As the people gather, they do not know what has gone on before. They were not present when Lamoni awakened and praised God. They come and see three people lying as though dead. Seeing their king and queen lying as though dead was certainly shocking, and clearly led to the speculation that Ammon’s presence must have caused this terrible condition. Some declared that the king had made a mistake by inviting a Nephite to be a servant. Others declared that it was the king himself who brought on evil by killing his servants at the waters of Sebus; even the king thought this was possible.
21 And they were also rebuked by those men who had stood at the waters of Sebus and scattered the flocks which belonged to the king, for they were angry with Ammon because of the number which he had slain of their brethren at the waters of Sebus, while defending the flocks of the king.
22 Now, one of them, whose brother had been slain with the sword of Ammon, being exceedingly angry with Ammon, drew his sword and went forth that he might let it fall upon Ammon, to slay him; and as he lifted the sword to smite him, behold, he fell dead.
23 Now we see that Ammon could not be slain, for the Lord had said unto Mosiah, his father: I will spare him, and it shall be unto him according to thy faith—therefore, Mosiah trusted him unto the Lord.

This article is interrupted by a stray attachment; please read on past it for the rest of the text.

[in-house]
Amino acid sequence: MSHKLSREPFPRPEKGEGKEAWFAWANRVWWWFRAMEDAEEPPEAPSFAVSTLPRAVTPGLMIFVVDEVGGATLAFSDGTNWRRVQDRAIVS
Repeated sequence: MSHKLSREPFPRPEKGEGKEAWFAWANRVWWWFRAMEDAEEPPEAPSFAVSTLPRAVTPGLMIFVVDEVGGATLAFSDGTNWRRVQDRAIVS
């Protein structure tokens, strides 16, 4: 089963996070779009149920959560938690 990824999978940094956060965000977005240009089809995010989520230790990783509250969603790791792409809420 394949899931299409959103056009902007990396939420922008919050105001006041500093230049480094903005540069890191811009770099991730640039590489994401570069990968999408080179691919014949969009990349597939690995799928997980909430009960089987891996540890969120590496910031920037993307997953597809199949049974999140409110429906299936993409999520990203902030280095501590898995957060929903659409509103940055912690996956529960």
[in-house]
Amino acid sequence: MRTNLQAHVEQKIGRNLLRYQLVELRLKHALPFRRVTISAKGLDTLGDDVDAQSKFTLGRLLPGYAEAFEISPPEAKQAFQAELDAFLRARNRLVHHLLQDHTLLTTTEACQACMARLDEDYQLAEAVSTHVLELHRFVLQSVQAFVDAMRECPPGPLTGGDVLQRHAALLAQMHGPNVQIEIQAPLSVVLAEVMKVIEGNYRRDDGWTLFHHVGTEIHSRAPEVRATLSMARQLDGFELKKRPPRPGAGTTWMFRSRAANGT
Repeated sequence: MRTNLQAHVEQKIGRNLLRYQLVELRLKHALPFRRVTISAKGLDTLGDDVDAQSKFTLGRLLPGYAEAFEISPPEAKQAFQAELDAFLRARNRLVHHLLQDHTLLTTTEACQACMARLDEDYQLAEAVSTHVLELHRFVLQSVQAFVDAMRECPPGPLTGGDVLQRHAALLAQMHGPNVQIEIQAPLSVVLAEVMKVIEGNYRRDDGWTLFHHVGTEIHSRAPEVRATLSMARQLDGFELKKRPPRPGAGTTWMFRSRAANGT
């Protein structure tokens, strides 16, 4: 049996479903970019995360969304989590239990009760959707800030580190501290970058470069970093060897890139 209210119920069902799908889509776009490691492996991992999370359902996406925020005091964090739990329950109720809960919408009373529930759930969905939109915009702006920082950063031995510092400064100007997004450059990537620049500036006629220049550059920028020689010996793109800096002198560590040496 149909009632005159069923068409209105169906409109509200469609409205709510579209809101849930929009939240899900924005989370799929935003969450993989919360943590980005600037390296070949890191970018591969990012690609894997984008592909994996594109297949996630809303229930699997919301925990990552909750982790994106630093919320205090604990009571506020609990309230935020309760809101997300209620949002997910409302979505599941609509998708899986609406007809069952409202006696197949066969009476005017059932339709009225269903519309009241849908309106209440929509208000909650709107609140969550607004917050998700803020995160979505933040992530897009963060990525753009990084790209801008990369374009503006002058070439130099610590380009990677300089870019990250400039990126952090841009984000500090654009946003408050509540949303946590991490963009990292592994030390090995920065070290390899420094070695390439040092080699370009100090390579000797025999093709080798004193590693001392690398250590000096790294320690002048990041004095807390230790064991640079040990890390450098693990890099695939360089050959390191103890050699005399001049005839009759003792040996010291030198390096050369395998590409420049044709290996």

These events are being written in the third person, which is probably Alma recording them in his personal record where Mormon found them and probably copied them, rather than rewriting them. Whether the text is due to Alma or Mormon, either one was more interested in the miraculous aspects of the story than the specific details. Thus, we have the indication that some of the people who had come were the very ones who had scattered the flocks at the waters of Sebus, as noted in verse 21.
That statement, combined with the fact that the brother of one of the slain was present, confirms that the intruders were not thieves, but were powerful men in their own right. They lived near the king, and were likely from a competing clan. Their identity was probably always known by both the king and the servants who had gone to the waters of Sebus, and because of their position and power, no one could move against them. Ammon, however, did not know. As an outsider, who was not under the king’s control (remembering that he had not married the king’s daughter, which would have put him under the king’s control), Ammon could disrupt the political game that they were playing. It is entirely possible that Lamoni sent Ammon to the waters of Sebus specifically to be that kind of a disruption.